Gross total resection is the ideal goal for these insidious lesions but, as mentioned above, is most often not possible. Given these tumors’ aggressiveness and the risk involved with a true total resection, the recurrence rate remains significant. The use of adjuvant radiation maximizes tumor control and neurological preservation [1]. Careful planning and reduction of dose delivered to adjacent critical structures are important considerations [3].

Given that these tumors arise in patients with a variety of ages and symptoms, it is important to tailor their treatments appropriately and to consider a full range of surgical corridors. Endoscopic endonasal technique is one of the mainstay approaches to deal with these difficult lesions and could potentially be less invasive compared with open craniotomies in selected cases. But it necessitates an additional comprehensive multidisciplinary care, with potential need for further safe surgical resections to achieve the best possible outcomes. Considering the neurovascular complications as the main limitations of this technique, a thorough, dedicated training in endoscopic endonasal skull base surgery and experience in an endoscopic anatomical laboratory are likely to be prerequisite before tackling these formidable lesions [8].

Finally, the patient’s decision, and to what extent he or she is risk averse, should be considered. A pendulum exists between a more aggressive resection, potential stroke/cranial nerve morbidity, and decreased quality of life, on one side, and a less aggressive approach with function preservation but higher risk of recurrence, on the other side. In the future, a better knowledge of molecular biology of chordoma might elucidate new opportunities to deal with these aggressive lesions.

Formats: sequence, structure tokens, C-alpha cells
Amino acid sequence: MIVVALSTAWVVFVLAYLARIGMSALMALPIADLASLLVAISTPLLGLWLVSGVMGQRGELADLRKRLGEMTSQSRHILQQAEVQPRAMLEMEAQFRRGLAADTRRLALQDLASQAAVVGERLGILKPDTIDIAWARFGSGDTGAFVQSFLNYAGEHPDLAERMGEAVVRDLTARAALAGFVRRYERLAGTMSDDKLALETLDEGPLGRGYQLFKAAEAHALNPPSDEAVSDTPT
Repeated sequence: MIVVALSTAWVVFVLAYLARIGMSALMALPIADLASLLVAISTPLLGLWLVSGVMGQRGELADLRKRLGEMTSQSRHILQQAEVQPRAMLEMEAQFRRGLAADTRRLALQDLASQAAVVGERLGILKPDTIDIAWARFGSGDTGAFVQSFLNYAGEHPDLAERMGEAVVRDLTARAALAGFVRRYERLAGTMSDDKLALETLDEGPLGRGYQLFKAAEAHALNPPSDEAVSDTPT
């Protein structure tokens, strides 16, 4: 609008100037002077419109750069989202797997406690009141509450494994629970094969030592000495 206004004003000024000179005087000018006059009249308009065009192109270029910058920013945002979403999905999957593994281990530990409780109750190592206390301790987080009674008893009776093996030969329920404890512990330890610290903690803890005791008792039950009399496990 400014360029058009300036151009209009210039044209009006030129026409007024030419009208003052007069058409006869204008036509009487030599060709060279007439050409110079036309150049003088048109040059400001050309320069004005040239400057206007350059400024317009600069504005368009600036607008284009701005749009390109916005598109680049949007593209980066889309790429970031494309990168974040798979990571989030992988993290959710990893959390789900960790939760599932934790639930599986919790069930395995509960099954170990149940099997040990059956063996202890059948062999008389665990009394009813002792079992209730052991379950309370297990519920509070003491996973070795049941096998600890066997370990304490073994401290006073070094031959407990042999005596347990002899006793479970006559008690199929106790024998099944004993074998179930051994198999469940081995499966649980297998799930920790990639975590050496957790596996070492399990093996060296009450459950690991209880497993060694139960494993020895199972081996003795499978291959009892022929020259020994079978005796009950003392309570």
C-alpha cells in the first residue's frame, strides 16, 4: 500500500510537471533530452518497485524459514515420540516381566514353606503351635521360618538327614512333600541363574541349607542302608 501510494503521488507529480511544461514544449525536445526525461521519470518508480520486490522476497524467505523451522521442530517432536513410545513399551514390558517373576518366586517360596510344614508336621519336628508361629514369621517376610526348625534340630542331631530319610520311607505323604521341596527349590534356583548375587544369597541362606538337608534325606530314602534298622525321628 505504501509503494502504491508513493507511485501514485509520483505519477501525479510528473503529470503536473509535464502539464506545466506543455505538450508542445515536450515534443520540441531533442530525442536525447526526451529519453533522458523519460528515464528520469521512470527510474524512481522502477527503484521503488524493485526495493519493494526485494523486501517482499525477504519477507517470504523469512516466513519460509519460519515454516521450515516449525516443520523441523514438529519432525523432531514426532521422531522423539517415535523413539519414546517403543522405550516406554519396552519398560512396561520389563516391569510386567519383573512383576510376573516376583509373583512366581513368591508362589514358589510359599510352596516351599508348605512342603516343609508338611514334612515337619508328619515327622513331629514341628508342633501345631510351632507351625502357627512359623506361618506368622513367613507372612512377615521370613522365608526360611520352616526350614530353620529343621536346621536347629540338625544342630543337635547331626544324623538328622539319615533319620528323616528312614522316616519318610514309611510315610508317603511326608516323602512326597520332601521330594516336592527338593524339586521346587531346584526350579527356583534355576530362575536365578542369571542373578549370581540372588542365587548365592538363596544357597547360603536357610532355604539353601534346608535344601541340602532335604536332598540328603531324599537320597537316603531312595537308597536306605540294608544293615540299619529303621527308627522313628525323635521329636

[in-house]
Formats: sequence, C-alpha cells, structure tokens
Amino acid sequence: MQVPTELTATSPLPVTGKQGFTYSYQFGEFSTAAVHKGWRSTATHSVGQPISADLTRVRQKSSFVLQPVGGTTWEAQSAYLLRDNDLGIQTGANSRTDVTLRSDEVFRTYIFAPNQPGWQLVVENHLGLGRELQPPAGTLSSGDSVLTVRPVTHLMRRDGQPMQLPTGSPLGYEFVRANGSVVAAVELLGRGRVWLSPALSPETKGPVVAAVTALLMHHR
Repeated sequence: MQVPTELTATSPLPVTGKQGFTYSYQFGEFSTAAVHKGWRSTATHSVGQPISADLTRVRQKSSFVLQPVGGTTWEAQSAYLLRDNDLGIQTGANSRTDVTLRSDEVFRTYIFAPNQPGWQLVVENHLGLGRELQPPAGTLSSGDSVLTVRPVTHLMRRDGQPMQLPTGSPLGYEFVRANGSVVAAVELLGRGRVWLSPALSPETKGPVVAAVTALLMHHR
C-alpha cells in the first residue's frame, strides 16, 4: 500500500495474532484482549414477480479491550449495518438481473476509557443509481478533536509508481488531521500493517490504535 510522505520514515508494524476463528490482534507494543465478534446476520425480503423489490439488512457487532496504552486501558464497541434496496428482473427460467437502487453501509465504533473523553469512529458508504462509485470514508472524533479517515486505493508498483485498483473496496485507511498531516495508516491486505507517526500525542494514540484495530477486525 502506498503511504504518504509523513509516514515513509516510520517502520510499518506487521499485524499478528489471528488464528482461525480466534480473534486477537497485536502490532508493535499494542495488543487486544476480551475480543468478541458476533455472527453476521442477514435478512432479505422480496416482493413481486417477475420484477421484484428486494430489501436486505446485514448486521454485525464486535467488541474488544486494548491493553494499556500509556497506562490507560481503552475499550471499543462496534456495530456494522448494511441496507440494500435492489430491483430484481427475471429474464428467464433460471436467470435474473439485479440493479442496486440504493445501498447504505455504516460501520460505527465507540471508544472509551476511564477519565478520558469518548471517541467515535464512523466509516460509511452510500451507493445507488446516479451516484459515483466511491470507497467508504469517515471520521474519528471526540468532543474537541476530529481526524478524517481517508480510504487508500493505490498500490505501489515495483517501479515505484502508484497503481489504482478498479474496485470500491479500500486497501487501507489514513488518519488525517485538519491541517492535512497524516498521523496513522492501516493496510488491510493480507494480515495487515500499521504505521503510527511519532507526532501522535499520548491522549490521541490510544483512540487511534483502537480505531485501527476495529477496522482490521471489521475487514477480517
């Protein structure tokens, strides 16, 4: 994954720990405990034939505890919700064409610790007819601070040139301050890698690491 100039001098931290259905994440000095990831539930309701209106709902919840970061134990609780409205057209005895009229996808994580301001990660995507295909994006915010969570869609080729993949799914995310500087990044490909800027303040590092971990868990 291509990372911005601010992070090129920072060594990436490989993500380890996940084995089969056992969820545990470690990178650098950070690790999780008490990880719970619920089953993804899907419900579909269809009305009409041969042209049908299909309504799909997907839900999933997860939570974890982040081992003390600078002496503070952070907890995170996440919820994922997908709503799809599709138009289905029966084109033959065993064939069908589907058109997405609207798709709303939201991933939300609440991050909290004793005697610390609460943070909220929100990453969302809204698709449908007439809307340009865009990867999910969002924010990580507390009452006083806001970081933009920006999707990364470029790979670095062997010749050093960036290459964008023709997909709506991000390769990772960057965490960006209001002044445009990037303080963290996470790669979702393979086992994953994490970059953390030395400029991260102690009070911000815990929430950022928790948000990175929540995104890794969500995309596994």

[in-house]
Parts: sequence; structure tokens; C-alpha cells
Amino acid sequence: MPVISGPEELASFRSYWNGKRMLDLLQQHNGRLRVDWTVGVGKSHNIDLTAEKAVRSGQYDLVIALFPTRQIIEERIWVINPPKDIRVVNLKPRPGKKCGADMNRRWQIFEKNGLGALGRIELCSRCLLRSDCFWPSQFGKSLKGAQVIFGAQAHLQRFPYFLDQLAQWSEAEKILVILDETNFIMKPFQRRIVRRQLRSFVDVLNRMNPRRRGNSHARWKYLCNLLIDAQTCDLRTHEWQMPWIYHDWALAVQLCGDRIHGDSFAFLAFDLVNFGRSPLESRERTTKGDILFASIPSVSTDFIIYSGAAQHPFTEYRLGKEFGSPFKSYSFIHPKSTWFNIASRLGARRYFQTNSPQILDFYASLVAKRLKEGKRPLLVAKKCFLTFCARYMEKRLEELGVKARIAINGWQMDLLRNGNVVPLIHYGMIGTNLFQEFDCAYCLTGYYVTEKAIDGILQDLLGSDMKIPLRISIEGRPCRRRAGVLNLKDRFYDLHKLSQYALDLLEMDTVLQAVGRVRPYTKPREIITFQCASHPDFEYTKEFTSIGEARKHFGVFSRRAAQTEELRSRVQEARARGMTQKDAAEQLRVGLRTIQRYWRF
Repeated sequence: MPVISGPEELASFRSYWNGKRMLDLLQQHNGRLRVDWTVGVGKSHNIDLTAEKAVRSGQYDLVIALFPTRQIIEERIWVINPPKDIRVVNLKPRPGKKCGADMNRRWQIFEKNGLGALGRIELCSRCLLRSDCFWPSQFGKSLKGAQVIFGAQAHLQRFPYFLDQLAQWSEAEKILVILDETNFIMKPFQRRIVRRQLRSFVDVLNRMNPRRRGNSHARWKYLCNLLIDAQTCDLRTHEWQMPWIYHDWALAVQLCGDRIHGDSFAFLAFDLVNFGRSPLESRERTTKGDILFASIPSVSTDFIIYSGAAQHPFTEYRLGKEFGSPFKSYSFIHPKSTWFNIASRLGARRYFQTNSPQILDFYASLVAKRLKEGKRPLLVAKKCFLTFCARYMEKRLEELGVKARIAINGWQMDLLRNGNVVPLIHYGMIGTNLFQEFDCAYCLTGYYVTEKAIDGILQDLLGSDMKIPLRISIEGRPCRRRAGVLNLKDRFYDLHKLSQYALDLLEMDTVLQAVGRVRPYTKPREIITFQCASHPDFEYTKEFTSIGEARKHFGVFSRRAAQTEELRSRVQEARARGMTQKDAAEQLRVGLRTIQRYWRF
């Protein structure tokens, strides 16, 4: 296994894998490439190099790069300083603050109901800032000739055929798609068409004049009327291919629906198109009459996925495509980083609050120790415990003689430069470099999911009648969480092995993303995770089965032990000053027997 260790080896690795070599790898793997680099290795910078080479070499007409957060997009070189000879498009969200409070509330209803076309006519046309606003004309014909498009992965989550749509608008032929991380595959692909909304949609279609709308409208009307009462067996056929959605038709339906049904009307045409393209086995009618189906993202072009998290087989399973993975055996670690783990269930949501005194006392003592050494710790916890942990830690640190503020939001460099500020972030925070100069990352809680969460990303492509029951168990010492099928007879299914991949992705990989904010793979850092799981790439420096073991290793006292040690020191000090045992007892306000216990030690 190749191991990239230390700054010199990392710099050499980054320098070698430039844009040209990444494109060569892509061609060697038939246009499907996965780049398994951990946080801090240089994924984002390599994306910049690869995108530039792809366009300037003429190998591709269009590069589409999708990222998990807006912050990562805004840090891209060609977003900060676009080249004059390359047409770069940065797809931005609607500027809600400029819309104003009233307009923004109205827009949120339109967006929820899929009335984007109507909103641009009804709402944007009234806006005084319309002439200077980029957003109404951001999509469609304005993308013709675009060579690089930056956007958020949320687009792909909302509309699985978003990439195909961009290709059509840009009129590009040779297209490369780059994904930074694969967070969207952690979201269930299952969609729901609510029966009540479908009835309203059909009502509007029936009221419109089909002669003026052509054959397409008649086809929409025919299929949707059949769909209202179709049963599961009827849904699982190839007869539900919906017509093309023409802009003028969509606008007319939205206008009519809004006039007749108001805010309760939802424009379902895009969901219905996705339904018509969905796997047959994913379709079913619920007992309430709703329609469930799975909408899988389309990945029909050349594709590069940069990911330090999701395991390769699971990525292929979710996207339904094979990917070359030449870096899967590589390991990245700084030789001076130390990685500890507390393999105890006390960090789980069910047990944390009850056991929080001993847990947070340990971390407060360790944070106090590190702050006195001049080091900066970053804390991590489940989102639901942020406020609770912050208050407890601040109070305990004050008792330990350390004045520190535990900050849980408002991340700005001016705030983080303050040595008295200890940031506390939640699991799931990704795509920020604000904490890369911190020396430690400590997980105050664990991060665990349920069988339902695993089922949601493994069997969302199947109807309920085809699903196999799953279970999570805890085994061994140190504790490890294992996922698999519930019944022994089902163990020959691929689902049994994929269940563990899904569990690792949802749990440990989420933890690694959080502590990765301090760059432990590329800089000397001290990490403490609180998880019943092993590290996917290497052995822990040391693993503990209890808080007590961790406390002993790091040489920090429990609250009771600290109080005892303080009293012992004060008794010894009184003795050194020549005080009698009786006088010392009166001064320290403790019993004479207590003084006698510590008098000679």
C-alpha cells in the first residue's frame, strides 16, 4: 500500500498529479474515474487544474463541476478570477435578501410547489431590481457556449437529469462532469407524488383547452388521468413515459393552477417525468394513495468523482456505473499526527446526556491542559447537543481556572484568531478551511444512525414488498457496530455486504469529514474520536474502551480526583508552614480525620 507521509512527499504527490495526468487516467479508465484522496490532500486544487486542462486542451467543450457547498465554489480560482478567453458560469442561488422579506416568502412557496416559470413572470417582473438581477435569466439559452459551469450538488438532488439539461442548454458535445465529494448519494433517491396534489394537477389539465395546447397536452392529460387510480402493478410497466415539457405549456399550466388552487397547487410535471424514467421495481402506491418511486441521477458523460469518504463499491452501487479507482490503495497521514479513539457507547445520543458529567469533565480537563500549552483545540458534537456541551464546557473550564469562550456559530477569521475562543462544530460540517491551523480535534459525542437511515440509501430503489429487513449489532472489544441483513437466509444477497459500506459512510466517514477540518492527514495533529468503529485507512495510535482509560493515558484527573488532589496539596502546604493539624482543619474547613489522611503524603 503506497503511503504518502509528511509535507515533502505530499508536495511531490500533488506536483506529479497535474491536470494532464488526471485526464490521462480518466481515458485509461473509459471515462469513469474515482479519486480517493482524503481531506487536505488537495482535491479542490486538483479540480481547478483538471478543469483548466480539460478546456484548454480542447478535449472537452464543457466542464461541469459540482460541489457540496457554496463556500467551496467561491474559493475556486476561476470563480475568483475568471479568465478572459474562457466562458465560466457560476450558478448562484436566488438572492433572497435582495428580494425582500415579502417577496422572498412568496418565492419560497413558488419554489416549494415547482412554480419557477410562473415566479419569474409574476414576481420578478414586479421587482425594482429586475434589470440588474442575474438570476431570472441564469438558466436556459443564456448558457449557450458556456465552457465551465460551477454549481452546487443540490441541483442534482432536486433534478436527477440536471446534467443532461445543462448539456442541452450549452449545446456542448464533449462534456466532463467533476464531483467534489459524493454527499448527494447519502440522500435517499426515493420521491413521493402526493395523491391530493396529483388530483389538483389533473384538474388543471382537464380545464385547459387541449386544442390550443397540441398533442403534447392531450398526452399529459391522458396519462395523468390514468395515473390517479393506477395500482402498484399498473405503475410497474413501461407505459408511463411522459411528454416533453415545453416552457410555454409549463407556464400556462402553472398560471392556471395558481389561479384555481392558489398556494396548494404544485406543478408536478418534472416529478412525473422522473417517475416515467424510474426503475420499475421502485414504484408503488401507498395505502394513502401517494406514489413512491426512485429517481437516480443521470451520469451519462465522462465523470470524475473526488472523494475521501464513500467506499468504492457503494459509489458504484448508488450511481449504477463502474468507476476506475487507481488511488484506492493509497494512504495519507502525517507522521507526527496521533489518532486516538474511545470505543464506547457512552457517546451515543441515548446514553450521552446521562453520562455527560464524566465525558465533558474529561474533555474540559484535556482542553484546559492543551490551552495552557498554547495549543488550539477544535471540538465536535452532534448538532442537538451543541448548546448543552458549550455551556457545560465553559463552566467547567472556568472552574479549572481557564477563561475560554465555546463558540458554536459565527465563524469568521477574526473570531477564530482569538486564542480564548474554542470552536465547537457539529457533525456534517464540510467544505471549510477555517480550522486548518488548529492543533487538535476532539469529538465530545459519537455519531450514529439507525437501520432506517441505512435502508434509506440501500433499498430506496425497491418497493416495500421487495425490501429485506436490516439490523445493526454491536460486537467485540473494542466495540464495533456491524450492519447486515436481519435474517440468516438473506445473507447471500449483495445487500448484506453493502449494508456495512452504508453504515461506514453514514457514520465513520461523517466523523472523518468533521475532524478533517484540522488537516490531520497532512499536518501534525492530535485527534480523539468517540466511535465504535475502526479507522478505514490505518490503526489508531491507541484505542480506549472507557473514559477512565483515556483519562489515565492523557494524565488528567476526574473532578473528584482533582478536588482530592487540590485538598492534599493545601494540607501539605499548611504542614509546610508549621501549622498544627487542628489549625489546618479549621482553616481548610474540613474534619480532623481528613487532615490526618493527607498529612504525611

References

  1. 1.
    Choy W, Terterov S, Ung N et al (2016) Adjuvant stereotactic radiosurgery and radiation therapy for the treatment of intracranial chordomas. J Neurol Surg B Skull Base 77:38–46CrossRefPubMedGoogle Scholar
  2. 2.
    Dehdashti AR, Karabatsou K, Ganna A, Witterick I, Gentili F (2008) Expanded endoscopic endonasal approach for treatment of clival chordomas: early results in 12 patients. Neurosurgery 63:299–307, discussion 307–9CrossRefPubMedGoogle Scholar
  3. 3.
    Kano H, Lunsford LD (2013) Stereotactic radiosurgery of intracranial chordomas, chondrosarcomas, and glomus tumors. Neurosurg Clin N Am 24:553–560CrossRefPubMedGoogle Scholar
  4. 4.
    Sekhar LN, Pranatartiharan R, Chanda A, Wright DC (2001) Chordomas and chondrosarcomas of the skull base: results and complications of surgical management. Neurosurg Focus 10:E2CrossRefPubMedGoogle Scholar
  5. 5.
    Sen C, Triana A (2001) Cranial chordomas: results of radical excision. Neurosurg Focus 10:E3CrossRefPubMedGoogle Scholar
  6. 6.
    Sen C, Triana AI, Berglind N, Godbold J, Shrivastava RK (2010) Clival chordomas: clinical management, results, and complications in 71 patients. J Neurosurg 113:1059–1071CrossRefPubMedGoogle Scholar
  7. 7.
    Shimoney N, Gonen L, Shofty B, Abergel A, Fliss DM, Margalit N (2016) Surgical resection of skull base chordomas: experience in case selection for surgical approach according to anatomical compartments and review of the literature. Acta Neurochir. doi:10.1007/s00701-016-3032-9
  8. 8.
    Tai BL, Wang AC, Joseph JR, Wang PI, Sullivan SE, McKean EL, Shih AJ, Rooney DM (2016) A physical simulator for endoscopic endonasal drilling techniques: technical note. J Neurosurg 124:811–816CrossRefPubMedGoogle Scholar

Copyright information

© Springer-Verlag Wien 2016

Authors and Affiliations

  1. 1.Department of NeurosurgeryNorthshore University Hospital, Hofstra Northwell School of MedicineManhassetUSA

Personalised recommendations